He has written widely on issues involving information law, privacy and data protection, credit reporting law, computer crimes, unfair competition law, freedom of information law, and search engine law. He co-authored the Data Protection Bill of the City of Buenos Aires, the draft Arbitration Rules for domain names in the country code top-level domain (ccTLD) for Argentina, and he has been actively involved in the passage of the computer crimes law (law 26.388). He has collaborated representing the Ministry of Economy in the drafting of the digital signature bill and the data protection act of Argentina and its regulations. He has also written six books exploring technology law subjects.
Professor Palazzi learned about Fordham Law in 1998 when Professor Whitmore Gray visited Buenos Aires and encouraged him to apply. He also read the IP and IT research of Professor Joel Reidenberg. "I became interested in studying and later developing data protection law in my country," Professor Palazzi says.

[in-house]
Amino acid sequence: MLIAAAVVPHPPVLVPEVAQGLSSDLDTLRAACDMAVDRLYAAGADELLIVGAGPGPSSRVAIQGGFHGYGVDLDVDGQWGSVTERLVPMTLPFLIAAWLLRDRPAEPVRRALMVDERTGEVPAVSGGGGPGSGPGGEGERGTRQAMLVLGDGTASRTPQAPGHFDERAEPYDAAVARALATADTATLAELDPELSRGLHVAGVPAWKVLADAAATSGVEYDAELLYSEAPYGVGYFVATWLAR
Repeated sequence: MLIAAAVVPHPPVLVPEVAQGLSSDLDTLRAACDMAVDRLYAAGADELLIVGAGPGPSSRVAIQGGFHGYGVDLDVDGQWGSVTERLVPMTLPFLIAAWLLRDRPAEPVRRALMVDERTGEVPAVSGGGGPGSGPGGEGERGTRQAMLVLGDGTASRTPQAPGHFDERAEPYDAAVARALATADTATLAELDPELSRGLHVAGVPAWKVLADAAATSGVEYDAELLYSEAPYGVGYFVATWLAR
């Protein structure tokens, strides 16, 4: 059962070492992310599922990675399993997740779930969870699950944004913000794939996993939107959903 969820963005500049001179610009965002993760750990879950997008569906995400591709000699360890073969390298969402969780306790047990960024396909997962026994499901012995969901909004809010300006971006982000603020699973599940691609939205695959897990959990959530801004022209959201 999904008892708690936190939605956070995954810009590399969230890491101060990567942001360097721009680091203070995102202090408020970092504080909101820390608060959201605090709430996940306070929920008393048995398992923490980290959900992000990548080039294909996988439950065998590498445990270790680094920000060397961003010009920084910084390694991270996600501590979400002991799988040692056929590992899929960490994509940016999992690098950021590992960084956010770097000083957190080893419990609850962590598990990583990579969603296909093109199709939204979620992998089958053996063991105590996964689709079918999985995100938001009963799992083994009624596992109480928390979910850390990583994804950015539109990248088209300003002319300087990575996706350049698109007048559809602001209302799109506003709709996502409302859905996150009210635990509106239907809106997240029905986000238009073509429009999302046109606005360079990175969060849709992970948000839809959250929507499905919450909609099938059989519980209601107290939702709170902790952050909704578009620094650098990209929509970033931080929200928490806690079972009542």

In addition to his legal interests, Professor Palazzi is an industrial property agent and a computer programmer. He also maintains two blogs about law and technology.
Guido Smorto is visiting Fordham Law from Italy, where he is Associate Professor of Comparative Law at Palermo Law Faculty and Director of the Ph.D. Program in Comparative Law at the University of Palermo. He received a Ph.D. in Comparative Law at the University of Florence and has been Visiting Scholar at Yale Law School and Visiting Researcher at the Institute for Advanced Legal Studies at the University of London.